The IRA’s experience also shows how easy it is for terrorism to lose focus. In Northern Ireland, terrorism degenerated into mere criminality; the IRA boasted a bank robbery as part of its recent accomplishments—hardly the way to advance an agenda, and hardly useful to curry favor with the community. In Palestine, too, terrorists seems to have lost sight: they measures success in body counts, theirs and the enemy’s, rather than by Israeli actions that favor them.

Even more, the IRA decision underlines the weakness of terrorism as a strategy, at least when levied domestically. Terrorism drives a wedge between the fighters and the people it is trying to appeal to because it often attacks those it tries to persuade. As David Fromkin wrote, “Che Guevara … warned against the strategy of terrorism, arguing that it hinders ‘contact with the masses and makes impossible unification for actions that will be necessary at a critical moment’” (3).

Put otherwise, the IRA’s farewell to arms proves that terrorism is not a sound long term strategy, and is particularly defective when levied in the terrorists’ back ward. Terrorism wears itself out and morphs into something different; it morphs into a military movement, where the glory of war and the passion of struggle trump the strategic calculation and political grievances that gave rise to terrorism in the first place. This half-life is one of the West’s prime assets in dealing with terrorism.

References:
(1) Lionel Shriver, “IRA’s waste,” Wall Street Journal, 1 August 2005; (2) Quentin Peel, “Proof that terror is doomed to fail,” Financial Times, 4 August 2005; (3) David Fromkin, “The Strategy of Terrorism,” Foreign Affairs, July 1975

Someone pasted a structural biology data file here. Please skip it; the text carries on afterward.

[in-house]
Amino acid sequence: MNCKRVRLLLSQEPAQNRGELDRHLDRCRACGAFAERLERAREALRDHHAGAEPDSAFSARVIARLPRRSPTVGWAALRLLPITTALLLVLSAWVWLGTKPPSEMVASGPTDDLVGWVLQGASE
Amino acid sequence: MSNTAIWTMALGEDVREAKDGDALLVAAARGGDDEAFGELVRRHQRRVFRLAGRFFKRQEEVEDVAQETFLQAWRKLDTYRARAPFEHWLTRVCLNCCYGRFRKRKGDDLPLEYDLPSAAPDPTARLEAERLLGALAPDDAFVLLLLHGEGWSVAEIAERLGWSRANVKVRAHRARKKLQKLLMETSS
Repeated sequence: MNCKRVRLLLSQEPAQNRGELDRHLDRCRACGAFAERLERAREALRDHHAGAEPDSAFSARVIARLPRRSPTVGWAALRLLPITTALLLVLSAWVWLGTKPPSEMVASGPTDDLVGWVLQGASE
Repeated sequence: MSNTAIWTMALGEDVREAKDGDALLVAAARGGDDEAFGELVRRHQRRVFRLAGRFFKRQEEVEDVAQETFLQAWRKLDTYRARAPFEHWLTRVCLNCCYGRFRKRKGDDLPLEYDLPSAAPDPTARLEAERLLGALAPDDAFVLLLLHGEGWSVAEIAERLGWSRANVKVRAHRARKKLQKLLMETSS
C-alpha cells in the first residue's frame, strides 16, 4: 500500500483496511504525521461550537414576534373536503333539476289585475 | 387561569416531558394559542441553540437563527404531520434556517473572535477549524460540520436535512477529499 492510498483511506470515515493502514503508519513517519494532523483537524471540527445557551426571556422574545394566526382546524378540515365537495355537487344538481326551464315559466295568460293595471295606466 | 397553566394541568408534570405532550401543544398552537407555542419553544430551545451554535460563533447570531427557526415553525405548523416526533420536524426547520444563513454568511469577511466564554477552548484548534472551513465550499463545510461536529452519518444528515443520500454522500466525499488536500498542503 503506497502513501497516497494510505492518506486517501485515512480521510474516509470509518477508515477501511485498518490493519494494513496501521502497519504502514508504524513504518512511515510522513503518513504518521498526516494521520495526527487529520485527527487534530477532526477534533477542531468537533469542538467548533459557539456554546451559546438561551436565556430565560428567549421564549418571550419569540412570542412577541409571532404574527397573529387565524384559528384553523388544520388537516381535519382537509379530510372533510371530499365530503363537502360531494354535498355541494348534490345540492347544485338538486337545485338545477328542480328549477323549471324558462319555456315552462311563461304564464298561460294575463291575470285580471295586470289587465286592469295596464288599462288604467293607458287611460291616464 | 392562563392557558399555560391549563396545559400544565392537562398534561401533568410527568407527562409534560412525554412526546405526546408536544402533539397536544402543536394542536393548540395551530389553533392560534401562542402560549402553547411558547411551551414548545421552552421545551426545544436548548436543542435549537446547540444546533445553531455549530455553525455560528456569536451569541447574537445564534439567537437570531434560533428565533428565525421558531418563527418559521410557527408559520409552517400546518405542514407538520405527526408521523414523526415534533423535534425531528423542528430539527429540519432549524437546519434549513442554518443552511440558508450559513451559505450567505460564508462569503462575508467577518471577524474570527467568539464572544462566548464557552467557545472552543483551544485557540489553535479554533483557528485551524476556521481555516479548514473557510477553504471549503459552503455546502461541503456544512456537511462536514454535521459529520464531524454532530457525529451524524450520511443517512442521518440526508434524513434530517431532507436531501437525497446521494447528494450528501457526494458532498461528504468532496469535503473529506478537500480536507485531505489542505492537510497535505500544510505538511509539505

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03 August 2005

STRATFOR

This blog isn't meant to advertise, but whenever I come across a reliable source of information and of sound analysis, I feel a certain desire to spread the word, if only because so much of what is written on international affairs is flimsy. STRATFOR (Strategic Forecasting, Inc.) is a firm that provides private intelligence to individuals, corporations, and government agencies. More importantly, it offers three weekly e-reports for free (Geopolitical Intelligence Report, Terrorism Intelligence Report, and Public Policy Intelligence Report). You can visit the company's website at http://www.stratfor.com/ and follow the link to subscribe—trust me, it makes for good reading.

Nuclear stalemate in Iran

Mahmoud Ahmadinejad just became Iran’s president, heralding a new era of speculation about the country’s nuclear program and the possibility for the West to halt it. But as this discussion takes place, it is worth keeping in mind that the obstacles to resolving the nuclear standoff with Tehran have to do with the differences in America’s and Europe’s approach towards Iran and with the balance of power within Iran.

To begin with, it is doubtful whether Europe and America can cooperate well on Iran. It is easy to presume that their differing approaches—Europe favoring a softer line emphasizing carrots, America preferring a tough line revolving around sticks—form a logical continuum that can be the basis for dealing with Tehran.

But a closer look suggests otherwise. Europe is unlikely to be tough and America is unlikely to be soft, meaning that together they are unlikely to succeed in convincing Iran to give up its nuclear program. On one hand, Europe’s record on Iraq shows that it does not have the perseverance to play tough for long. What is more, Europeans are less accustomed than Americans in equating global problems with national security, and so lack the feeling of urgency that pervades Washington. On the other, although American administrations have made overtures to Tehran, and even this administration has found it cooperative in Iraq (contrasted to what Iran could have done), President Bush’s emphasis on regime change means it is unlikely that America and Iran can find enough common ground to make a diplomatic settlement work.